The University of Abertay, Dundee has failed in a second bid to win accreditation from the Royal Institution of Chartered Surveyors for a new degree, only months before the first honours students are due to graduate.
If graduates from a non-accredited course wish to become chartered surveyors, they face a minimum of two more years of training in an RICS accredited institution before they can seek registration.
UAD is already an accredited institution, with a long-established course in quantity surveying. Last term the university made a new submission for accreditation for its BSc building surveying course after an RICS panel had refused to recommend accreditation earlier in the year.
Edward Landor, the RICS director of education and training, said: "The university set to address the issues which had been identified by the panel, but the panel has not been able to make a positive recommendation for accreditation. The issues related to the course philosophy and to the resource support for the delivery of the programme."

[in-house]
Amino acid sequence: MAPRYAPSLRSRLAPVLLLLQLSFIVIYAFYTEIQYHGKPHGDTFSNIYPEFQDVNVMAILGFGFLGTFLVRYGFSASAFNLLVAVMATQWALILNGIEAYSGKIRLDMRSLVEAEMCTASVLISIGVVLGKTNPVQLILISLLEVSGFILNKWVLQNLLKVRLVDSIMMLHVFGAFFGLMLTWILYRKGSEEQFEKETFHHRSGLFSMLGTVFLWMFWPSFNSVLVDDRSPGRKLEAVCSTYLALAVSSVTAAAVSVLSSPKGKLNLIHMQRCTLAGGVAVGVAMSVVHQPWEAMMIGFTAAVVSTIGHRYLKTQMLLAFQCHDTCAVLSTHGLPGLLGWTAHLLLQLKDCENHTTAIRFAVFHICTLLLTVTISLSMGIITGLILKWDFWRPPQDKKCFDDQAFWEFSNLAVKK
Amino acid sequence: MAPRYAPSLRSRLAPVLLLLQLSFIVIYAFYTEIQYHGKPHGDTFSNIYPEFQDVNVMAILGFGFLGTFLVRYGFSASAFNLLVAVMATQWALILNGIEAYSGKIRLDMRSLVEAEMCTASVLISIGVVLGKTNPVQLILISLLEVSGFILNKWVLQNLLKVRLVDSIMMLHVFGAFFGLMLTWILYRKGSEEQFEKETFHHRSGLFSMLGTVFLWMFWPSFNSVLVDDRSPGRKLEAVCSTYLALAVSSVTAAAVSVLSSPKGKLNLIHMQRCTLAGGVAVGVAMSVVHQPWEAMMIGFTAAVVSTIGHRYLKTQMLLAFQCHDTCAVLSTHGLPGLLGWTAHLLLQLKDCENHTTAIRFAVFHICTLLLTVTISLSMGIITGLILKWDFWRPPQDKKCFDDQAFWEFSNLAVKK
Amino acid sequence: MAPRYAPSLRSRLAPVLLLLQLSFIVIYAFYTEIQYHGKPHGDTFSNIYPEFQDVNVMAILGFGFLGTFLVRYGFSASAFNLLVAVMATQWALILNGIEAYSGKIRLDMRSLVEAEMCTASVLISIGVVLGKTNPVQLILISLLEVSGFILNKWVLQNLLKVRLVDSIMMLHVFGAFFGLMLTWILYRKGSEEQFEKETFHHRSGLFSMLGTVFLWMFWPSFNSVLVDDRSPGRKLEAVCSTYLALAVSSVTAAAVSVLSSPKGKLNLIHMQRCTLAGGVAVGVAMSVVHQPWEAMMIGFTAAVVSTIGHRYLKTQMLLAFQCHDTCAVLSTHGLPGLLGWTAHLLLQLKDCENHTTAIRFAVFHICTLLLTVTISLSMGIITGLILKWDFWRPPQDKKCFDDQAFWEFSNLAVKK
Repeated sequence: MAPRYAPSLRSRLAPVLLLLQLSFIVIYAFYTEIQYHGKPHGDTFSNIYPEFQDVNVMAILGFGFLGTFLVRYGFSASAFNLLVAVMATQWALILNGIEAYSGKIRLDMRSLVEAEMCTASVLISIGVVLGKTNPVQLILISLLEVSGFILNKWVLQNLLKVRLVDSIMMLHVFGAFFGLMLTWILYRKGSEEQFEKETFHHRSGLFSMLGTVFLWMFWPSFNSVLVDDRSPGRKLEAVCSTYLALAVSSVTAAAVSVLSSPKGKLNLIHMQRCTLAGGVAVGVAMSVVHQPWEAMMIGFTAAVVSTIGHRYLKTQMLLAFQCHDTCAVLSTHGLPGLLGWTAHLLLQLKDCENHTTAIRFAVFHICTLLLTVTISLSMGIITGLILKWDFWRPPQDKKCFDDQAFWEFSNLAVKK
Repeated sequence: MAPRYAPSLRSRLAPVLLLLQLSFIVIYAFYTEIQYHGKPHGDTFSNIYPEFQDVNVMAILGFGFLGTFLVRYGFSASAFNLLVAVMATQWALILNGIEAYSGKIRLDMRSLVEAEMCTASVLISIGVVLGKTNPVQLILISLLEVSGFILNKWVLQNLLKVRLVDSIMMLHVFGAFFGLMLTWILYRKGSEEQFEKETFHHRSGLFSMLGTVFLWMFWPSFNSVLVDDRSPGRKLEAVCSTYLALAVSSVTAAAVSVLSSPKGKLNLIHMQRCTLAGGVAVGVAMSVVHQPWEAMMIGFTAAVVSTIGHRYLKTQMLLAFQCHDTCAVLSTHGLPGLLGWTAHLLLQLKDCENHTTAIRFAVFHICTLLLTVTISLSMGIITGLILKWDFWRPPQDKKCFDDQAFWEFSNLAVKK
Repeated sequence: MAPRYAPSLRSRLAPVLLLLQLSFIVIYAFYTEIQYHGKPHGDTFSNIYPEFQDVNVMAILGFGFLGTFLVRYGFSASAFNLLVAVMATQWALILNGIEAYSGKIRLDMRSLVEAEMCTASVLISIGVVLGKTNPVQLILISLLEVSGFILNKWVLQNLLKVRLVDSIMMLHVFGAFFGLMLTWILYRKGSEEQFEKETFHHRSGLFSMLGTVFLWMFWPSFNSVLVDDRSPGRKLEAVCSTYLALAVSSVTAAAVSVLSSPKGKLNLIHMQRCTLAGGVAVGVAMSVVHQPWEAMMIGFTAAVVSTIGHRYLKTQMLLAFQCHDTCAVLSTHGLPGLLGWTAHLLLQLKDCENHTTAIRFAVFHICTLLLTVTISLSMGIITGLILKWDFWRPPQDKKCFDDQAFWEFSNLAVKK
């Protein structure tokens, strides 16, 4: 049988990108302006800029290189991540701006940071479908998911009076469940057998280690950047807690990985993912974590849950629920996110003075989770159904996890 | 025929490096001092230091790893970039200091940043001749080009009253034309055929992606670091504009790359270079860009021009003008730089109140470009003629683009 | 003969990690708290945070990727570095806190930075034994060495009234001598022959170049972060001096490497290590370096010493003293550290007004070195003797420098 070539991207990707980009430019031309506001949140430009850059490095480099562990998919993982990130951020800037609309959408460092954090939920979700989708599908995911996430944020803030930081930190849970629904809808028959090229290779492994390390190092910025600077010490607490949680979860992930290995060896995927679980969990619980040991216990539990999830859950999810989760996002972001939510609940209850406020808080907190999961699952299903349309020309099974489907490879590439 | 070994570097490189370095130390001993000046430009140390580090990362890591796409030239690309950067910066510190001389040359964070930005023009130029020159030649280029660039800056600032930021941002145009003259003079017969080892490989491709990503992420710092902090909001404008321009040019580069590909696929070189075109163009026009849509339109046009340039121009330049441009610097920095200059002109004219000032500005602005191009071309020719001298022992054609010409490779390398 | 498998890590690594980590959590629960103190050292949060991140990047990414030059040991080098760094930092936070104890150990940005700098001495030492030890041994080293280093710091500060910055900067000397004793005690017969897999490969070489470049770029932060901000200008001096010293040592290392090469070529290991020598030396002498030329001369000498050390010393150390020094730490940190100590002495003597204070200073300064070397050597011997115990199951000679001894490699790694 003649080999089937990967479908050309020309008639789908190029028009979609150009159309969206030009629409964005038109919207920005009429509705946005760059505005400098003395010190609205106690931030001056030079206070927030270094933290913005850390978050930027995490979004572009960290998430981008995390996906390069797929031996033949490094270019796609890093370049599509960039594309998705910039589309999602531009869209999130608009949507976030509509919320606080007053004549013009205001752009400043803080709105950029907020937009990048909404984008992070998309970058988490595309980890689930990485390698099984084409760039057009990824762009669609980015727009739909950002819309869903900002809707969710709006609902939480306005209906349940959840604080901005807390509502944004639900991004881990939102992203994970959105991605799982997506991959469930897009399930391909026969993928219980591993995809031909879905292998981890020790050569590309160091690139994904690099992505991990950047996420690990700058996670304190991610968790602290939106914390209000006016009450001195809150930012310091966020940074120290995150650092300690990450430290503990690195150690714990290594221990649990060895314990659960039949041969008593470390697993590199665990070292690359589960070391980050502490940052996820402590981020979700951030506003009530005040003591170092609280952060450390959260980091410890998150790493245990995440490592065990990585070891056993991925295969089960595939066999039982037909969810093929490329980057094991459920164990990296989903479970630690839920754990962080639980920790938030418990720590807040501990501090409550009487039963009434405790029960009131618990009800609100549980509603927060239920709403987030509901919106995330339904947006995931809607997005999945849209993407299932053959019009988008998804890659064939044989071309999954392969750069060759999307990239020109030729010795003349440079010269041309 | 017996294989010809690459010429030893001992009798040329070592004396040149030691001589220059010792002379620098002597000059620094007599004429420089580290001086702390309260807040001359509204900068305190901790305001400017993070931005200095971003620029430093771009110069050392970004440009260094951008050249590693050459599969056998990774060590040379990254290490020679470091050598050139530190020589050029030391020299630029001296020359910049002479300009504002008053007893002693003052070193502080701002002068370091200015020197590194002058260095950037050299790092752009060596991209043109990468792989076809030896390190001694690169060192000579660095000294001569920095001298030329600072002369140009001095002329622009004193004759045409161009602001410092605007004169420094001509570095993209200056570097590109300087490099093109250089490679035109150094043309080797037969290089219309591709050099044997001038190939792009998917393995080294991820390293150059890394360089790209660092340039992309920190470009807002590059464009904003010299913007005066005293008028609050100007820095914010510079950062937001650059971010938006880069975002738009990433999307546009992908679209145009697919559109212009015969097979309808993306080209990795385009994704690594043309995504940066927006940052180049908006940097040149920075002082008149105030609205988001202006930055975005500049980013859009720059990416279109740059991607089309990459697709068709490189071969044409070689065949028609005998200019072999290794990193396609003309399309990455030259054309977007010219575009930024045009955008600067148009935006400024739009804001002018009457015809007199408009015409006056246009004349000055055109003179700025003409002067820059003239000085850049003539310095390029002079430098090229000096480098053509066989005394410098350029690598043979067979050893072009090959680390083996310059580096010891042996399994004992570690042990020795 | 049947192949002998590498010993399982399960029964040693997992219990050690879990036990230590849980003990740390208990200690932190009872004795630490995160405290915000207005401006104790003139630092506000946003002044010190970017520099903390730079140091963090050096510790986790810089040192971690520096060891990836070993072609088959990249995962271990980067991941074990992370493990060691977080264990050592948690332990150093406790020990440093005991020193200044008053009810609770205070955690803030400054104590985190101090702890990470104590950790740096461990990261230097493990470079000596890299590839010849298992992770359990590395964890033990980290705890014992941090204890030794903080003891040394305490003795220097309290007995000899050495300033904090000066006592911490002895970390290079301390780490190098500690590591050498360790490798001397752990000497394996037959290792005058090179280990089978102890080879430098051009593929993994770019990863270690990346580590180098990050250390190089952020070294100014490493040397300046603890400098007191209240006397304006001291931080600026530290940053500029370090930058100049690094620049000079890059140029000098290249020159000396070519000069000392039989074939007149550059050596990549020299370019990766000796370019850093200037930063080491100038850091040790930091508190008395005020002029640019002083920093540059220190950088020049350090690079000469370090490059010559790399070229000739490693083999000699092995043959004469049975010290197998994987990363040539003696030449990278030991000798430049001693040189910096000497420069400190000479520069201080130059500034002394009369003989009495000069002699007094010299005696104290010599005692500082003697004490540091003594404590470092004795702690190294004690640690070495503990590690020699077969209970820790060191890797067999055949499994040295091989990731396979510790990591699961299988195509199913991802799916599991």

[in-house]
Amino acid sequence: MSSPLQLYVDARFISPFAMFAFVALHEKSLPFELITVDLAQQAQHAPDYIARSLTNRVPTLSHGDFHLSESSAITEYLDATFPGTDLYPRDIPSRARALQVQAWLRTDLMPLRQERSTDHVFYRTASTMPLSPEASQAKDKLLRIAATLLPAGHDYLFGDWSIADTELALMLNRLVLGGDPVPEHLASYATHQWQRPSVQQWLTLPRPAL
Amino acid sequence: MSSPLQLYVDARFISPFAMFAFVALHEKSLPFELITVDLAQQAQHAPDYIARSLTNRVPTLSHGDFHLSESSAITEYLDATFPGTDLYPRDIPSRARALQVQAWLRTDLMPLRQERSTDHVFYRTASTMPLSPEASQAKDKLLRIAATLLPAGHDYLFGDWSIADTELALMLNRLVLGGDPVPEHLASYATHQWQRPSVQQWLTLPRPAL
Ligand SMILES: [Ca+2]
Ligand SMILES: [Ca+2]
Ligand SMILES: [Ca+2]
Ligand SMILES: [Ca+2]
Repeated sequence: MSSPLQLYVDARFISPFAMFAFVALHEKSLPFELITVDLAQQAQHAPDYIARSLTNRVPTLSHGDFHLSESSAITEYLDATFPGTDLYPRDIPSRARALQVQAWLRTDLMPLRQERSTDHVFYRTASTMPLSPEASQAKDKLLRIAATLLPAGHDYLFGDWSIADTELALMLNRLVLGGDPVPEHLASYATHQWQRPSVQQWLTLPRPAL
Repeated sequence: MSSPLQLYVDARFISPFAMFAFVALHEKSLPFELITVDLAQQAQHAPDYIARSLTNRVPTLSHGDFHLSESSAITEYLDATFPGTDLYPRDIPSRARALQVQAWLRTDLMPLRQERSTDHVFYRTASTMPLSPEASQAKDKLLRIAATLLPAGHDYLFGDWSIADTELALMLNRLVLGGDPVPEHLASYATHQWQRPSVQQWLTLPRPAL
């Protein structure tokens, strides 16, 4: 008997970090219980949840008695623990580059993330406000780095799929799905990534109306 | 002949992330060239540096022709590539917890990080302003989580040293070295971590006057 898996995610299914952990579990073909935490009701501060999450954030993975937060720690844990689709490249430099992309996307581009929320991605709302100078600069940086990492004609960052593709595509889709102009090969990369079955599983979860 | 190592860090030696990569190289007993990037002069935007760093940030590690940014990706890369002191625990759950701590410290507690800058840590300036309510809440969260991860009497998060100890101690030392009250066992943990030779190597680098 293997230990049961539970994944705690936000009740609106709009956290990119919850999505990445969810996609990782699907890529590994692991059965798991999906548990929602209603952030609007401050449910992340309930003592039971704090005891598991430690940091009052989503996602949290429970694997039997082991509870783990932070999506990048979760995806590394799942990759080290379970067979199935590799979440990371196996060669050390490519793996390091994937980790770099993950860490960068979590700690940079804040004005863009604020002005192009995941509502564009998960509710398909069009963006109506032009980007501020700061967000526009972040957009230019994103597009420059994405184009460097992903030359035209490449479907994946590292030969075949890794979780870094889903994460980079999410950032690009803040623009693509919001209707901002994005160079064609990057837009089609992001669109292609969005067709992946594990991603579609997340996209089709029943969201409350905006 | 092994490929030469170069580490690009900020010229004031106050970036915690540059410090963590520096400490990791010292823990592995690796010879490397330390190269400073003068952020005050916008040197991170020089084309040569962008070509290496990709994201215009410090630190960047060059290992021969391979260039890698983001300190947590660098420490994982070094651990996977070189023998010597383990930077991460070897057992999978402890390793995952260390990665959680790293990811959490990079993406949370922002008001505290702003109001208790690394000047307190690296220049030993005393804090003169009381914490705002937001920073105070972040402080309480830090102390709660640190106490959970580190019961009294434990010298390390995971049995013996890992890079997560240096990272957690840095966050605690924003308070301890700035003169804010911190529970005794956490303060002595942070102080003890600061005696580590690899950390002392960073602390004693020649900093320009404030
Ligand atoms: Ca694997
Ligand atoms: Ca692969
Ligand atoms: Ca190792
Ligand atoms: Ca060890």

Mr Landor said UAD was likely to make another submission, and the RICS would have to consider its proposals. "The institution accredits intakes to the courses and not outputs. Obviously, if you make changes to a course it is possible to influence it immediately for students coming in. It becomes more difficult to influence change for students who are about to finish. We would have to consider carefully what years to accredit in light of the proposals the university came forward with."
The building surveying course was launched in 1994 and has some 50 students, a quarter of whom hope to graduate in the summer. The prospectus says accreditation is being sought.
Mr Landor said it was not unusual for an institution to launch a degree without first seeking accreditation.
A spokesman for UAD said: "The interests of our students are paramount and we are working to make sure that the course meets the accreditation requirements. We are in discussion with the RICS and hope to have the matter resolved very soon."